When news of the brutal murder of peasant leader Carlos Cabral broke on June 11, it seemed history was repeating itself in Rio Maria.
The small town in southern Pará state lies at the heart of Brazil’s most notorious, long-running and violent land struggle. In the entrance of the modest headquarters of the local Rural Workers Union, where Cabral’s funeral was held, hang the portraits of three other union leaders killed in the region.
One of the photographs is of João Canuto, a Communist Party member and Cabral’s father-in-law. He was shot dead in 1985 amid a dispute between farmers, who took over and deforested public lands illegally, and landless peasants who pushed for agrarian reform with the backing of leftist organizations.
At the time, Canuto led the Rio Maria union, the same position the 58-year-old Cabral held 34 years later when two men approached him on a motorcycle a few meters from his house. One of their .38 bullets went through his head.
Southern Pará is in a corner of the Amazon that was chaotically opened up during the 1970s military dictatorship by new roads and a big hydroelectric dam. Cattle ranchers moved in, taking public lands, as well as territories from traditional communities and indigenous peoples. Today it is one of the most deforested areas in the Amazon, almost entirely converted to pasture.
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While the forest has dwindled, the violence has continued. Cabral had already survived a murder attempt. In 1991, while walking with his friend and union colleague Roberto Neto da Silva, he was shot in the left leg. After that, both were put under federal police protection for two years. The motive was the same that led to the killing of his father-in-law, big farmers unhappy with the push for leftist-backed agrarian reform.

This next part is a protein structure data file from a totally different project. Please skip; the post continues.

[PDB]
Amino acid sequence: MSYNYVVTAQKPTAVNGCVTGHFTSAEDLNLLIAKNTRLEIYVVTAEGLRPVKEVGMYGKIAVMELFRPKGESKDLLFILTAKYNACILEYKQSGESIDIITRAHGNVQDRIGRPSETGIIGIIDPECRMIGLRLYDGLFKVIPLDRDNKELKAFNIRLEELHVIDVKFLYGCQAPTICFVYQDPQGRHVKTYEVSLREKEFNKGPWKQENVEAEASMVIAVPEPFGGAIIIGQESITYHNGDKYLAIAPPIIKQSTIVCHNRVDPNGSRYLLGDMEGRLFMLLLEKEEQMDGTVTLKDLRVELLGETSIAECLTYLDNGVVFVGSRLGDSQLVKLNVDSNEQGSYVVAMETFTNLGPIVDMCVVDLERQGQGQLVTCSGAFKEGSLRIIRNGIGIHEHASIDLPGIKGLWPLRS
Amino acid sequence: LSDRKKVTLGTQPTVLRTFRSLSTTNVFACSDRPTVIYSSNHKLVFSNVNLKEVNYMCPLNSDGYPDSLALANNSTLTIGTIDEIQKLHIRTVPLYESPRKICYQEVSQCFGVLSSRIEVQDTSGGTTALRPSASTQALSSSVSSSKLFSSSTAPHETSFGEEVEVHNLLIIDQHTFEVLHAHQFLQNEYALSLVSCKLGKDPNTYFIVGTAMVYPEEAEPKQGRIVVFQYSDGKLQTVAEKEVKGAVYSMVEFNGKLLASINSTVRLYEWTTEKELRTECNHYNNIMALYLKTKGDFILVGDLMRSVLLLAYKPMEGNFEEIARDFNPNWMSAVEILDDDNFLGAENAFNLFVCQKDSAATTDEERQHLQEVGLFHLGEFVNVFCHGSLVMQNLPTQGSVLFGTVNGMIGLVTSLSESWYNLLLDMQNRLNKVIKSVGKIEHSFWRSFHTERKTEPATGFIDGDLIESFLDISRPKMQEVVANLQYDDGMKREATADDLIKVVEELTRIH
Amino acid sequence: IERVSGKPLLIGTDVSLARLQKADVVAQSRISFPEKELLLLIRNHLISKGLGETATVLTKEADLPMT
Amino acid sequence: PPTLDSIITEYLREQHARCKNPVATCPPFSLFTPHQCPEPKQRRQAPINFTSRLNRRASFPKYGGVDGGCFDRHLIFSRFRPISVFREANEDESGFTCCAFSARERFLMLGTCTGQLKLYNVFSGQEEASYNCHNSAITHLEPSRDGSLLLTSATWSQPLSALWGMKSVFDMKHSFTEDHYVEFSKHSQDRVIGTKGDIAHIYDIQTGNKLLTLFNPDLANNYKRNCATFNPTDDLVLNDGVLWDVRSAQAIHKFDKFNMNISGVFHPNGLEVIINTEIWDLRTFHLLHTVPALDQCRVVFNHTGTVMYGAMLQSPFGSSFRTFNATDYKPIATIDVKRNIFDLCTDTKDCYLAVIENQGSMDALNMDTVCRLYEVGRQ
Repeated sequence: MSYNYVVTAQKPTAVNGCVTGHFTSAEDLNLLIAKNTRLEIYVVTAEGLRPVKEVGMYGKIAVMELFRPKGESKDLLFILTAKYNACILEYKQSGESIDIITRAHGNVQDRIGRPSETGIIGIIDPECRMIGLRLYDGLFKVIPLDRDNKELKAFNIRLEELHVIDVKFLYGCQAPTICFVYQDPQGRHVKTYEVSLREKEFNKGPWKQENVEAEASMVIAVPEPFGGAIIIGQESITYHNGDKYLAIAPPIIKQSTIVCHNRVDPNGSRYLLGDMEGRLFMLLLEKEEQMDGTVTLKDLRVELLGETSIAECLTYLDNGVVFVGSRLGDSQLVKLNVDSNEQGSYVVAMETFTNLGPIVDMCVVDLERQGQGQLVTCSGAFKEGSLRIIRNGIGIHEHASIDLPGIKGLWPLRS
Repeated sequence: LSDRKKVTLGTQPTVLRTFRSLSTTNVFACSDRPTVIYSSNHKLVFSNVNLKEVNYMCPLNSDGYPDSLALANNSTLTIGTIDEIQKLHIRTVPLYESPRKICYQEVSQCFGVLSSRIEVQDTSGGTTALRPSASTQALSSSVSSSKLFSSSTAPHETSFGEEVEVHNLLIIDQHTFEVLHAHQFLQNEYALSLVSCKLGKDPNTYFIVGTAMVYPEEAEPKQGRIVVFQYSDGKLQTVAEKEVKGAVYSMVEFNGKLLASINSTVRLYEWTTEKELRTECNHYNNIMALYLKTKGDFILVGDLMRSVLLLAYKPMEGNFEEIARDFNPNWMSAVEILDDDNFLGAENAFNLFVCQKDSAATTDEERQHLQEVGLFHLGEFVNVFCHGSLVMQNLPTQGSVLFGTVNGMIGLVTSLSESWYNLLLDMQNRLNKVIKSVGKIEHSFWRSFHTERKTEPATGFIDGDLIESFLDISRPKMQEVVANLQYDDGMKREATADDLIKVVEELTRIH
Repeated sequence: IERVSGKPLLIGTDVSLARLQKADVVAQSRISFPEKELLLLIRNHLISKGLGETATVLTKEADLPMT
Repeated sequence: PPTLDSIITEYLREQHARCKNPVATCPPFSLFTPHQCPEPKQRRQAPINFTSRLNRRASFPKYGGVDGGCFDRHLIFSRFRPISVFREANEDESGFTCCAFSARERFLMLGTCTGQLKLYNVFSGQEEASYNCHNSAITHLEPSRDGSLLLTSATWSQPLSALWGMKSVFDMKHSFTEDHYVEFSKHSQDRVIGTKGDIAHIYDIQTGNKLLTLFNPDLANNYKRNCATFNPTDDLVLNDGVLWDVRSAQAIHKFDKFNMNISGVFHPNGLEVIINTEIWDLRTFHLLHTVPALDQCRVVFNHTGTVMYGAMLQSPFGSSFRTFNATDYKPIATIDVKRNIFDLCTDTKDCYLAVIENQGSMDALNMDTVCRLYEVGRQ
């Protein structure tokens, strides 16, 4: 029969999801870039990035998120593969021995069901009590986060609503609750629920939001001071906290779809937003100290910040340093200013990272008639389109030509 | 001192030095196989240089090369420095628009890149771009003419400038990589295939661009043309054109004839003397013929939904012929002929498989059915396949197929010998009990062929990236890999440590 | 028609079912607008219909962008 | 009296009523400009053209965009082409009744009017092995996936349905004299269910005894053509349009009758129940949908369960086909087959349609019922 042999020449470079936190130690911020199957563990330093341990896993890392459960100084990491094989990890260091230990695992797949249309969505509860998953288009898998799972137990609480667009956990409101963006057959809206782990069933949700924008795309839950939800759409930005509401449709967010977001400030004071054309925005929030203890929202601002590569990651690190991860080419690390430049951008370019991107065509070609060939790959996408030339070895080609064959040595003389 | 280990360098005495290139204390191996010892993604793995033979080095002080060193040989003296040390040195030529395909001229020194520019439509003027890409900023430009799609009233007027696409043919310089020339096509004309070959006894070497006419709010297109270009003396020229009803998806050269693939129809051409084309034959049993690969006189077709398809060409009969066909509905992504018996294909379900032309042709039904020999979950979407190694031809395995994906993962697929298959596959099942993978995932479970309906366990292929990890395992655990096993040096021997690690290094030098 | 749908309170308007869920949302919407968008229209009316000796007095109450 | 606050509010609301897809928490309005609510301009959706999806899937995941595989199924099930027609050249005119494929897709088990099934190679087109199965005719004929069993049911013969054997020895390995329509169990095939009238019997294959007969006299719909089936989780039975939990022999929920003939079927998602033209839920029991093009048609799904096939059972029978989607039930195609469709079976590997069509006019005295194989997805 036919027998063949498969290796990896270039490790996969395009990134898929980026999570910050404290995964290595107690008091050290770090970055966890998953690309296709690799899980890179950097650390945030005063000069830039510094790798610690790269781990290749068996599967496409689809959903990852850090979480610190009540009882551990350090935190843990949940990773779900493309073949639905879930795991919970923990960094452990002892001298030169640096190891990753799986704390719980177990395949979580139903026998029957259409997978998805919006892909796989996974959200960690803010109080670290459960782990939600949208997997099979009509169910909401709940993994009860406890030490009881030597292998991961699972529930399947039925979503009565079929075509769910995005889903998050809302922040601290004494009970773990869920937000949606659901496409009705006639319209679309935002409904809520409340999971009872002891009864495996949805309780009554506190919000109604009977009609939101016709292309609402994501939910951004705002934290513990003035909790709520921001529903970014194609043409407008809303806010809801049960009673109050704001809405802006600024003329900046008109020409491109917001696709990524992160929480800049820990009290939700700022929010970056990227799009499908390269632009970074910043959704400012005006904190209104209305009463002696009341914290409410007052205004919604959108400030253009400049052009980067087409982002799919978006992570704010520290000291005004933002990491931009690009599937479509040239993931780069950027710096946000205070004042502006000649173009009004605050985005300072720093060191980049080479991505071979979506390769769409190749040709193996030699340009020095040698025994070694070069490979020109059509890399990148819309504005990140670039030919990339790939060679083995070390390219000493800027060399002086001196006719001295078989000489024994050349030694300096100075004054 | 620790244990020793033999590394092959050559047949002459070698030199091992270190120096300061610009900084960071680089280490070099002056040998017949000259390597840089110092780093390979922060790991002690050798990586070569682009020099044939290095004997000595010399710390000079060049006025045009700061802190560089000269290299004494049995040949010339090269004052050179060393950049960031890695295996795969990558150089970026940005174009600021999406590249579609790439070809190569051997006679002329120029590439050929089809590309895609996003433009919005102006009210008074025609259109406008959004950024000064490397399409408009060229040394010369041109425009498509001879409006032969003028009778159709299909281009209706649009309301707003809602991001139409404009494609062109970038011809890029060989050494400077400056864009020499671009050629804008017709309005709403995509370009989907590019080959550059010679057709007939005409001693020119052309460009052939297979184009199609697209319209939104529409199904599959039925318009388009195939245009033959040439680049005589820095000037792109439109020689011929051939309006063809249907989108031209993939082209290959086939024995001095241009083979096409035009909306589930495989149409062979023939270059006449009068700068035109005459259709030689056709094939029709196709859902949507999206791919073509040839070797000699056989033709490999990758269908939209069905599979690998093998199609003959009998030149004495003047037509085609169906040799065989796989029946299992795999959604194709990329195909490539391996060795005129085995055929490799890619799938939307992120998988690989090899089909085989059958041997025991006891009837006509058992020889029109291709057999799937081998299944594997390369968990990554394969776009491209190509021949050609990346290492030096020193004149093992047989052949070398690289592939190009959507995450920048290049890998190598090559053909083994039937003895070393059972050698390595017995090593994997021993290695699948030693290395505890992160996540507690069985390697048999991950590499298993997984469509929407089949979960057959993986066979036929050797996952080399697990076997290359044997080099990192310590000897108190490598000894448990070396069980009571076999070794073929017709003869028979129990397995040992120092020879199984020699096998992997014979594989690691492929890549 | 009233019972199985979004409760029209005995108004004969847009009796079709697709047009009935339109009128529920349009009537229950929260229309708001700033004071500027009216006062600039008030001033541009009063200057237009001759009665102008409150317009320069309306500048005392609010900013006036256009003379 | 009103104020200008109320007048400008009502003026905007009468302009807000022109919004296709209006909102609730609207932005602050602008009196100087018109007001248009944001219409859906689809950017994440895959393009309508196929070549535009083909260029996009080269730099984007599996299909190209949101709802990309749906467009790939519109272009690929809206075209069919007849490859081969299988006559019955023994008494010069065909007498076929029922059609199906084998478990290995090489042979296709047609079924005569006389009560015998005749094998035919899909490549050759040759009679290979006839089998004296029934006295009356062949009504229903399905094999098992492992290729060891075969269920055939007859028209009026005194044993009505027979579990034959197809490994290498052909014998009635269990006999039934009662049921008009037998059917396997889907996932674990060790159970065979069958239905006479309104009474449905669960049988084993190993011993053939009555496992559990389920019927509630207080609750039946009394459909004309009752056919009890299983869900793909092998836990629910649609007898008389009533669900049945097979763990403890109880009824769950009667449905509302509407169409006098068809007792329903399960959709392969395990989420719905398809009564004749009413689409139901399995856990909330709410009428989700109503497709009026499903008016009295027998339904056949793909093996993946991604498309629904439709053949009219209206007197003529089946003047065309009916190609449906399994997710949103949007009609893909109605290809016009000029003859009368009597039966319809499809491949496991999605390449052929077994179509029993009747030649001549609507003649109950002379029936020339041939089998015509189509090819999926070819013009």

A picture of him pointing to the wound beside Canuto’s widow, Geraldina, holding Canuto’s picture became a symbol of land struggle in southern Pará.
But when he was killed, Cabral, once an affiliate of the Workers Party, was no longer promoting leftist ideals for the rural poor. Last year, during the election campaign, Cabral embraced far-right candidate Jair Bolsonaro.
Bolsonaro has sided with big agriculturalists against peasant land reform movements, which he accuses of being terrorist organizations. Last July, during a campaign visit to the region, he paid tribute to military police tried and condemned for killing 19 rural workers in 1996.